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‘Gifted’ review: Marvel show can go lots of ways

Sean Teale, left, and Stephen Moyer on "The

Sean Teale, left, and Stephen Moyer on "The Gifted." Credit: Fox / Ryan Green


WHEN | WHERE Premieres Monday at 9 p.m. on Fox/5

WHAT IT’S ABOUT How cool would it be to have “mutant” powers like those comics/movie X-Men? Um, maybe not so cool, after all.

The “gifted” young people in this series aren’t shiny superheroes. They’re underground activists in hiding from the powers-that-be, who want mutants corralled, contained and quiet. If it’s tricky for viewers to get a feel for outcasts called Eclipse (Sean Teale, “Reign”), Blink (Jamie Chung, “Gotham”), Polaris (Emma Dumont, “Bunheads”) and Thunderbird (Blair Redford, “The Lying Game”) — people whose fingers spit fire, who control magnetism, who can teleport — well, that’s precisely the confusion gripping other main characters.

The Strucker parents played by Stephen Moyer (“True Blood”) and Amy Acker (“Person of Interest,” “Angel”) become aware their teen kids have powers when son Andy (Percy Hynes White, “Between,” “Murdoch Mysteries”) goes literally ballistic after being bullied. Daughter Lauren (Natalie Alyn Lind, “Gotham,” “The Goldbergs”) has got the goods, too. When that attracts the attention of an anti-mutant agent (Coby Bell), parents and teens fall in with a mutant underground they’re only beginning to grasp.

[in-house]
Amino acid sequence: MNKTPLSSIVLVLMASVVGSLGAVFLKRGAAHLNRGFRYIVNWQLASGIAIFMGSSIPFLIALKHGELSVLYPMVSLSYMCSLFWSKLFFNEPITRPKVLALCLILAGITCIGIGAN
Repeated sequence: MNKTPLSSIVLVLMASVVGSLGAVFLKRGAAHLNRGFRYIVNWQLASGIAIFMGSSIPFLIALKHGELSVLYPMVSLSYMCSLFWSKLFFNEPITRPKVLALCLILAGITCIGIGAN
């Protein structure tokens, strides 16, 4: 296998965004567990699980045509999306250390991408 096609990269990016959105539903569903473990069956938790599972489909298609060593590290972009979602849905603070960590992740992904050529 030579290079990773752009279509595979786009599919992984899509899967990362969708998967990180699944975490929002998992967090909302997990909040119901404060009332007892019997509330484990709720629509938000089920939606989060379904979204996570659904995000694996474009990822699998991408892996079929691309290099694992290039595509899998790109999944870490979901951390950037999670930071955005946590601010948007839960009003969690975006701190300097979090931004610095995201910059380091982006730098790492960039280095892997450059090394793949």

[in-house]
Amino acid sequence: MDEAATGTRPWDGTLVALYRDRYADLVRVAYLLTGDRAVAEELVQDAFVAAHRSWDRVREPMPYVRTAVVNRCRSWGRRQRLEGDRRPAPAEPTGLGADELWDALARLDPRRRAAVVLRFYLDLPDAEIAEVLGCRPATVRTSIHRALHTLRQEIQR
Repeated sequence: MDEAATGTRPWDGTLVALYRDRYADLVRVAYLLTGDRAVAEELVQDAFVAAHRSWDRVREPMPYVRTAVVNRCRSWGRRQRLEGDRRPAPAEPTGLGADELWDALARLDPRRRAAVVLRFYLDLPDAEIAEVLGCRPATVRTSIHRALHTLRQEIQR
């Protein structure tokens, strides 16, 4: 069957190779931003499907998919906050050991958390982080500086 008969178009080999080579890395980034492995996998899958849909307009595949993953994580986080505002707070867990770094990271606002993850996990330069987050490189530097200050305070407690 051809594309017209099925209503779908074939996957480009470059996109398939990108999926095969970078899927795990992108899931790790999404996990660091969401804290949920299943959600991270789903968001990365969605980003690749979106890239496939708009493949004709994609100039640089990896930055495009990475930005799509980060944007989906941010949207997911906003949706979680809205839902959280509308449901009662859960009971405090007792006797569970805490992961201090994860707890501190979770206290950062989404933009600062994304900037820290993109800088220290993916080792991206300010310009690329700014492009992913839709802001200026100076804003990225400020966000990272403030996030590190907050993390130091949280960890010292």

MY SAY That’s a lot to lay down in a single hour, and it’s not clear what balance will settle in among the family, the mutants and their pursuers. Or among the use of powers, the societal price paid and the emotional cost.

But that journey feels much more inviting than, say, ABC’s turgid Marvel epic, “Inhumans.” There’s promising humanity to “The Gifted,” even in the hyperactive pilot directed by “X-Men” movie auteur Bryan Singer. It doesn’t hurt that the series is adapted by X-Men fan Matt Nix, who also created the sassy USA spy saga “Burn Notice” and Fox short-run copfest “The Good Guys” (Bradley Whitford, Colin Hanks), exhibiting a sense of warmth and wit along with action props.

BOTTOM LINE Different generations, different politics, different “gifts” — lots of ways for this more accessible Marvel show to go.

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